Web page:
Older patients are vulnerable to developing new or worsening disability after surgery. Despite this, patient or surgical characteristics predisposing to postoperative disability are poorly defined. Our aim was to develop and validate a model, subsequently transformed to point-score form, to predict 6-month death or disability in older patients after surgery.


The authors built a prospective, single-center registry to develop and validate the prediction model. The registry included patients 70 years of age or older undergoing elective and non-elective, cardiac and non-cardiac surgery between 25 May 2017 to 11 February 2021, and combined clinical data from the electronic medical record, hospital administrative data (ICD-10 AM codes) and World Health Organization Disability Assessment Schedule (WHODAS) data collected directly from the patients. Death or disability was defined as being dead or having a WHODAS score ≥16%. Included patients were randomly divided into model development (70%) and internal validation (30%) cohorts. Once constructed, the logistic regression and point-score models were assessed using the internal validation cohort and an external validation cohort comprising data from a separate randomized trial.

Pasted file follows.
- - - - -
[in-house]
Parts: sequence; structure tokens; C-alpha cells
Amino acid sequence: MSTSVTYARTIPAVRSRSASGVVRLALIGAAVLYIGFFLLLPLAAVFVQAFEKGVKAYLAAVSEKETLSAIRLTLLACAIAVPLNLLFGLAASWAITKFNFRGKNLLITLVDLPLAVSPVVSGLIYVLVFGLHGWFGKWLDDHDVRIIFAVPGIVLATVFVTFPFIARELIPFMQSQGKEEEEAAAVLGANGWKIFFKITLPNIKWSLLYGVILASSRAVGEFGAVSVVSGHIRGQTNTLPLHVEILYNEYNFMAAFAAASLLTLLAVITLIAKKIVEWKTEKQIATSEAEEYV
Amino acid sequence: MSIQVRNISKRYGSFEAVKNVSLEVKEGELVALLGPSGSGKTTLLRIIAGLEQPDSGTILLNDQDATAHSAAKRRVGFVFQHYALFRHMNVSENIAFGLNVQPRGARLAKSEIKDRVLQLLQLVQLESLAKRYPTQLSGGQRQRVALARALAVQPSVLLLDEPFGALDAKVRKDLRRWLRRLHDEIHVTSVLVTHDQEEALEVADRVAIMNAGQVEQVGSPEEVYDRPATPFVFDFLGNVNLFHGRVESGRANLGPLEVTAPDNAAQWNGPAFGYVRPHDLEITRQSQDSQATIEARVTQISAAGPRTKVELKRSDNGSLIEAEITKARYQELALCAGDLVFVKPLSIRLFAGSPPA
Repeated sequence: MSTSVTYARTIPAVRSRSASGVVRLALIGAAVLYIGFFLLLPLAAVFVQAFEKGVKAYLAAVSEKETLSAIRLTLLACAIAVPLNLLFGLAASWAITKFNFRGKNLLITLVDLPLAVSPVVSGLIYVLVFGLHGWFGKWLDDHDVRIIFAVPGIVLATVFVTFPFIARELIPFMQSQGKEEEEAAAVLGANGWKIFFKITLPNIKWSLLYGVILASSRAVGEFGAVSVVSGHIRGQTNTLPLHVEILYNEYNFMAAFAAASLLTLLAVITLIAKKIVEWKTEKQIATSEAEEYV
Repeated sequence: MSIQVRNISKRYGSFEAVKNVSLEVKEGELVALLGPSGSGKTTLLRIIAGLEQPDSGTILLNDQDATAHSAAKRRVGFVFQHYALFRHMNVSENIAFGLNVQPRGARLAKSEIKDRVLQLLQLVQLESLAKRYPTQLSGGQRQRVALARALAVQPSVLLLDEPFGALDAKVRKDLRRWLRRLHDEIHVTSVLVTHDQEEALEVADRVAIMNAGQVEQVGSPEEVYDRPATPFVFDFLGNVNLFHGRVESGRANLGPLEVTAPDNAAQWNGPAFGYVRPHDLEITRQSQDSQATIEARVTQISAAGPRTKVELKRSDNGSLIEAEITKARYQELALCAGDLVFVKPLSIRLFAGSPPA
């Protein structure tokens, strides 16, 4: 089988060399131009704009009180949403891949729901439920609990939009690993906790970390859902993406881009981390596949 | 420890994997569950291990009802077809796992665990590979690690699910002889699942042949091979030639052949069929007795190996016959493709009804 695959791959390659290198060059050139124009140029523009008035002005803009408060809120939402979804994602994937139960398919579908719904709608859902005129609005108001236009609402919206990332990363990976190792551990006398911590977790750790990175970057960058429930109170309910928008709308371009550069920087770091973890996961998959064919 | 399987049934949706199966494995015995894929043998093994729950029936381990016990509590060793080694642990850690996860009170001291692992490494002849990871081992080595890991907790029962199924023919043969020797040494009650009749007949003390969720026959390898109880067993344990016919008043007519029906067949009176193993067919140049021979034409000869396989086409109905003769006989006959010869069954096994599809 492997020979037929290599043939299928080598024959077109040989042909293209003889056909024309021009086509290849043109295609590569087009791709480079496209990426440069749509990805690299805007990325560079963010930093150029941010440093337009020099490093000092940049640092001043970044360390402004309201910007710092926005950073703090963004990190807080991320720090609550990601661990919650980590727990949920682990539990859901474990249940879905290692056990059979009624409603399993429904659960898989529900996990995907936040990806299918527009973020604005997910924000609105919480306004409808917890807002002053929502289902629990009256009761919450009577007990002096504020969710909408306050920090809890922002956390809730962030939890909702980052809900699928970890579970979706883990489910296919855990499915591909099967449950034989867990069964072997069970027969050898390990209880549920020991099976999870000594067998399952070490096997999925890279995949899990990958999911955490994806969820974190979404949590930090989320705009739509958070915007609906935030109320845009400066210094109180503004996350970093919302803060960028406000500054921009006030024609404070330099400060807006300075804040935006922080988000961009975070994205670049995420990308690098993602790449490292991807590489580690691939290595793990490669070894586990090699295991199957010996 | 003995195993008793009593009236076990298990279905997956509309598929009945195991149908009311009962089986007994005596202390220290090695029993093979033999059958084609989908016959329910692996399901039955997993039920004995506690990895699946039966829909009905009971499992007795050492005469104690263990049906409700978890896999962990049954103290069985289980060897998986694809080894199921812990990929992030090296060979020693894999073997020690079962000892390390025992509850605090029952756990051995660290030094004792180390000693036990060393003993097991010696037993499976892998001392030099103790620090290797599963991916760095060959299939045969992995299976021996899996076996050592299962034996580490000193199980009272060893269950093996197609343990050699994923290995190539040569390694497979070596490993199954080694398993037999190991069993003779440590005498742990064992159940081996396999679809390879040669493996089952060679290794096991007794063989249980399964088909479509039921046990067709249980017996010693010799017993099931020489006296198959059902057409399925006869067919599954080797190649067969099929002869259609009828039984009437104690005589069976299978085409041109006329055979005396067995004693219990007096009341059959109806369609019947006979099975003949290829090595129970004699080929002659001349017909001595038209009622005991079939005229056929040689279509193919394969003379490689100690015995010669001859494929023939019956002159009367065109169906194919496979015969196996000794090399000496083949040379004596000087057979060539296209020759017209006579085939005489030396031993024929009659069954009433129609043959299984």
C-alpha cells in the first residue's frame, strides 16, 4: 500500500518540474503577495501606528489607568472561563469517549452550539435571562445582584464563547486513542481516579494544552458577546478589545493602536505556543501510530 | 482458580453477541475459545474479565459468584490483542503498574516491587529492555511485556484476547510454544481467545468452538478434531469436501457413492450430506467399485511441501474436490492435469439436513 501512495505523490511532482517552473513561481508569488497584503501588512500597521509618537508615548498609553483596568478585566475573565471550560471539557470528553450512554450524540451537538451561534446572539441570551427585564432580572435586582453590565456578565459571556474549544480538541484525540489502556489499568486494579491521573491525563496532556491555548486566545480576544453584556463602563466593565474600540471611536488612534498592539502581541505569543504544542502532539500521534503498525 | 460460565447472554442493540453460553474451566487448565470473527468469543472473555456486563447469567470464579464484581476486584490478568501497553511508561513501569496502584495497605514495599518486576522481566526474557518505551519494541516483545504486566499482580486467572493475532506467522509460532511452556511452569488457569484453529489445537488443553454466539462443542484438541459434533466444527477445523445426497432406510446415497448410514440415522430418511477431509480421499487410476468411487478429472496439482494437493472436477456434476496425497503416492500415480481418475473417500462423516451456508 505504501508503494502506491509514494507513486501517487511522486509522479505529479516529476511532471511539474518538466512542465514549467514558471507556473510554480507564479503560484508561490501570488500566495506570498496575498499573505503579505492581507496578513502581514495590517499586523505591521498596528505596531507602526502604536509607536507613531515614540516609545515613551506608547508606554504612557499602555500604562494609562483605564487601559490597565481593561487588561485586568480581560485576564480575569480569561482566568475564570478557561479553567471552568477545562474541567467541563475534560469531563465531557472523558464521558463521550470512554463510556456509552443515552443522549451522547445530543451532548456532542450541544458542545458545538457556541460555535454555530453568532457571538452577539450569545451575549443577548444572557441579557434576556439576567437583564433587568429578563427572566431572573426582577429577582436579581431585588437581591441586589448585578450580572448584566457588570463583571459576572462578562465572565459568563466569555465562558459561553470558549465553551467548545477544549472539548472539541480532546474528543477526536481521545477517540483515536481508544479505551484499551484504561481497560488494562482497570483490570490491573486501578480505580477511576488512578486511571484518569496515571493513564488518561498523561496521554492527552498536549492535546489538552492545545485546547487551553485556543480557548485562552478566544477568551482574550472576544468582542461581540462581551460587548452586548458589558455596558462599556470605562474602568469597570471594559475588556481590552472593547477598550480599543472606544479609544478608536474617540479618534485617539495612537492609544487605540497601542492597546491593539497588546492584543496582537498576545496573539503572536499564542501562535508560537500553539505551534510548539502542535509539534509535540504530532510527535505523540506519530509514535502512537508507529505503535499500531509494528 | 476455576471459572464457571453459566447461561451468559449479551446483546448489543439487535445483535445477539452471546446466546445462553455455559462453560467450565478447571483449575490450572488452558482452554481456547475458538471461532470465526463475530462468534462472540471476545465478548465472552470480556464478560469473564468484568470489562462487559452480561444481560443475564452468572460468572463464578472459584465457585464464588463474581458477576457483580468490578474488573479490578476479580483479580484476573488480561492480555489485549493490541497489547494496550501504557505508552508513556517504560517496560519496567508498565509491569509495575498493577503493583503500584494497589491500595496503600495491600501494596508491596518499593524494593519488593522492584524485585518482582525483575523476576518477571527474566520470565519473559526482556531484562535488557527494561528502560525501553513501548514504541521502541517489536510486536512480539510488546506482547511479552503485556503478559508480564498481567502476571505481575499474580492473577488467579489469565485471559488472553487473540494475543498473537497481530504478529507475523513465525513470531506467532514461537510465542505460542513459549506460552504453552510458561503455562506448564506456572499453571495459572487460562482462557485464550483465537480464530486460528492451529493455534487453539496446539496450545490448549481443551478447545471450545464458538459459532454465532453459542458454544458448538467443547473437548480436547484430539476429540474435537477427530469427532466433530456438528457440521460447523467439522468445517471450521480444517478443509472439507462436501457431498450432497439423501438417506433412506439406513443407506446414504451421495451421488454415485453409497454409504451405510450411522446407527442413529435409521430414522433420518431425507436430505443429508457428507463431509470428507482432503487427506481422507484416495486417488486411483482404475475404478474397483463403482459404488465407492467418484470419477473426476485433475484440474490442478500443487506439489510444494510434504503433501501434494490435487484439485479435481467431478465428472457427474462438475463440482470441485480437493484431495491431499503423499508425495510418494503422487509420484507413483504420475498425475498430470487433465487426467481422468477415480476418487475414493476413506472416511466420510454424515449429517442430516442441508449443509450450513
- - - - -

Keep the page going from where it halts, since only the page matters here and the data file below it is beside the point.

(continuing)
Of 2176 patients who completed the WHODAS immediately prior to surgery, 927 (43%) patients were disabled and 413 (19%) had significant disability. By 6 months after surgery, 1640 patients (75%) had data available for the primary outcome analysis. Of these patients 195 (12%) patients had died and 691 (42%) were dead or disabled.

The developed point-score model included the preoperative WHODAS score, patient age, dementia, and chronic kidney disease. The point score model retained good discrimination in the internal (area under the curve 0.74, 95% CI 0.69 to 0.79) and external (area under the curve 0.77, 95% CI 0.74, 0.80) validation data sets.


We developed and validated a point score model to predict death or disability in older patients after surgery.